Concerns raised over food quality
Updated: 2011-08-15 11:32
By Tang Zhihao (China Daily)
A man reads the ingredients on the label of a bottle of Shanxi vinegar (Shanxi Laochencu), which shows it contains the food additive sodium benzoate. Shanxi Vinegar Industry Association Vice-chairman Wang Jianzhong said that about 95 percent of Shanxi vinegar products in the domestic market are not genuine brewed concoctions. Soon afterward, he contradicted himself and denied what he said during an interview with the media. [Photo / China Daily]
Customers complain they do not get adequate information about ingredients in what they eat
BEIJING - People are losing confidence in the safety and quality of food in China following claims that concentrated ingredients are used by some restaurants.
Industry experts are urging restaurant owners to show more respect for their customers.
It follows the controversy last month when Hong Kong-listed Japanese-styled Ajisen Ramen was reported to be using concentrated stock made from pig bones in its noodle dishes while claiming the meal was prepared using fresh ingredients.
Ajisen Ramen issued a public statement on August 12 to express sincere apologies to customers and promised to undertake more corporate social responsibility in order to ensure the safety and nutritional value of its food.
Global fast food outlet Kentucky Fried Chicken (KFC) and others were accused of using soymilk powder or concentrate as the basis of soymilk drinks in China rather than using fresh beans.
In the face of criticism, companies involved in the controversy released statements to clarify the situation.
Taiwan-based Yonho Soymilk, one of the largest soymilk retailers, held a news conference on Aug 9 in Shanghai at which it admitted 10 percent of products sold in China were made from soymilk powder.
KFC stated on its official website that its soymilk drinks are made from soymilk powder. The company said two businesses provided soymilk powder to the company: Yihaikerry and Hailong Group.
KFC emphasized that the quality of its soymilk products complied with safety standards in China.
"I've been to Ajisen Ramen restaurants in Beijing many times and liked the noodle bone soup very much. But, since I saw the media report of the company using bone concentrate to make noodle soup I thought it was so disgusting that I decided not to go there again," a netizen called Da Hui Tuzi Hao posted at www.dianping.com.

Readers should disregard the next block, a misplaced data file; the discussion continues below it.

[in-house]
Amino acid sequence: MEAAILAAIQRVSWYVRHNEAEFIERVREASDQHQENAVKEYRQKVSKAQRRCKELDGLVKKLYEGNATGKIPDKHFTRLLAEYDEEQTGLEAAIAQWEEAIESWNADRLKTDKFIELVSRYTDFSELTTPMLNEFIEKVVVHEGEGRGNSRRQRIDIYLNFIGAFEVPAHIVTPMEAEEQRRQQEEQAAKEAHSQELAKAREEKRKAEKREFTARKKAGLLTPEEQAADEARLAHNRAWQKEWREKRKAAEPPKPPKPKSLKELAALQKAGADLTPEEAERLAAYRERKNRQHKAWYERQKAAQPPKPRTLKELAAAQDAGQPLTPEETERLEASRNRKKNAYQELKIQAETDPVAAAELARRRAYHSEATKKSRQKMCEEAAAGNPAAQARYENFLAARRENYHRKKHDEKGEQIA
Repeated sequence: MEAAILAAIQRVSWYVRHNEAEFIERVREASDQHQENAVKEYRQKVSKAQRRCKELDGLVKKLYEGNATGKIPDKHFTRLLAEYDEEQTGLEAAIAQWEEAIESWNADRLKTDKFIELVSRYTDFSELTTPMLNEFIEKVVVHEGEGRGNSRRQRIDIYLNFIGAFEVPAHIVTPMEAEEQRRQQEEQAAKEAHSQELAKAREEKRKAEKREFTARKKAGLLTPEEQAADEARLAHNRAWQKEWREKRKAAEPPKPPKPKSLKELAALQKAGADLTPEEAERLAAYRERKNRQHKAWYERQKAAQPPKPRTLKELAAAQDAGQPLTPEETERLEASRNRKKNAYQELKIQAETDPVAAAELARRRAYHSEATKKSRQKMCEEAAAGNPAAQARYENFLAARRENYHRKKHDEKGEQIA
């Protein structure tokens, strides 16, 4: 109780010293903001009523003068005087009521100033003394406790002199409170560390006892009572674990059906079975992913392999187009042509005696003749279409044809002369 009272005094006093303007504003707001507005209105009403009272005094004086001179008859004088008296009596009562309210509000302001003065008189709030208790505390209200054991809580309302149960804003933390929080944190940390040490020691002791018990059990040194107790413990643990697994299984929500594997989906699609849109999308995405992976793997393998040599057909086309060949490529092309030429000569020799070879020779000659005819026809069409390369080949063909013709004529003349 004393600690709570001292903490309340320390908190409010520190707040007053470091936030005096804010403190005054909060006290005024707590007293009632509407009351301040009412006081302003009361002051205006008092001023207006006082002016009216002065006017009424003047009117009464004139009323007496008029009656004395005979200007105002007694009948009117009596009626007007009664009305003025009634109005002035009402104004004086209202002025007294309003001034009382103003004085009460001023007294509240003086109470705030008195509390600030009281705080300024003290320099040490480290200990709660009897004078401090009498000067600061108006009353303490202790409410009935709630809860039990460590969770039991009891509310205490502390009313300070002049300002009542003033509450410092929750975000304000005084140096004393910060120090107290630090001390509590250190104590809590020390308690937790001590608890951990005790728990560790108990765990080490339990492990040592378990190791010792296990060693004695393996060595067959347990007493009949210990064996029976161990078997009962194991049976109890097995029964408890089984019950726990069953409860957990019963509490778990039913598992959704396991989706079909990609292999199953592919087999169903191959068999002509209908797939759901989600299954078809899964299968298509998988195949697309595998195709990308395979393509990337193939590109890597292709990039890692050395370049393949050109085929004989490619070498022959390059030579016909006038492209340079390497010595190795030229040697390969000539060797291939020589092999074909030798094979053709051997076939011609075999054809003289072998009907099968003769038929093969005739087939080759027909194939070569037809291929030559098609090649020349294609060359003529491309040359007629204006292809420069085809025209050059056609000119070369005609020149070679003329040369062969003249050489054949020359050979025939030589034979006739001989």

"We paid 5 yuan ($0.80) or 6 yuan for a cup of soymilk drink and then we are told it is made from soymilk concentrate or powder. We can understand it will be difficult for stores to prepare soymilk from beans, but at least KFC should state clearly the drink is not freshly made from soybeans," said Li Yuan, from Shanghai. The cost of a cup of soymilk drink made with soymilk powder is less than 1 yuan, reliable sources told China Daily.
Lin Ping-sheng, president of Yonho Soymilk, promised to state the ingredients clearly on the company's products in future. He was quoted by media as saying that soymilk powder will be used in all stores in China in the future.
Small restaurants in China have long being criticized for the low quality and unhygienic processes in their food preparation. Chinese customers have traditionally held higher expectations of foreign fast food restaurants.
Customers tend to believe strict control processes can eliminate problems and improve food quality. However, the recent controversies have brought about doubts whether it is worthwhile paying a premium for products made with concentrates. Many are demanding that restaurants reveal more information about ingredients to customers, industry experts say.
"The key problem is that we don't know exactly what was used to prepare the food. From media reports we know some retailers are using cheap ingredients, but what about the others?" asked Li.
China Consumers' Association (CCA) has called for restaurants to reveal more information to customers to protect their rights.
"Customers may have high expectations of the quality of food and raw materials at branded outlets, so these restaurants should reveal more information to them," said the CCA in a statement released on Aug 5.
"Foreign-styled fast food has taken a big market share in China. The managers should be aware that not only an advanced management system contributes to success: The trust of customers also helps business growth," said the CCA. "Restaurant operators should pay more attention to building their credibility so as to establish a solid customer base in China".
Fan Zhihong, associate professor with the College of Food Science and Nutrition Engineering at China Agriculture University, said soybean milk powder contains CMC, an additive commonly used as a thickening agent. It makes powder-based soybean milk more creamy.
Some soybean milk powders and concentrates also contain non-dairy creamer that contains a large quality of saturated fatty acid, which can be deleterious to people's health if consumed in excess over a long period.
"As a traditional Chinese food, soybean milk has been drunk for thousands of years but there is s a lack of unified food safety standards covering it, making it impossible for consumers to know how safe and healthy freshly ground or powder-based soybean milk is," said Xu Lu, a nutritionist who also works as a health consultant for young people.
"Nowadays, many manufacturers and food stores claim they have introduced advanced technology when preparing powder-based soybean milk but it's still difficult to tell the specific nutrition level."
According to available information, the soybean milk powder used by KFC and Yonho Soymilk is safe and meets national food safety requirements, although its nutritional value may be lower than freshly ground soybean milk, said an official from Shanghai Food and Drug Inspection Institute.
Wang Hongyi contributed to this story.
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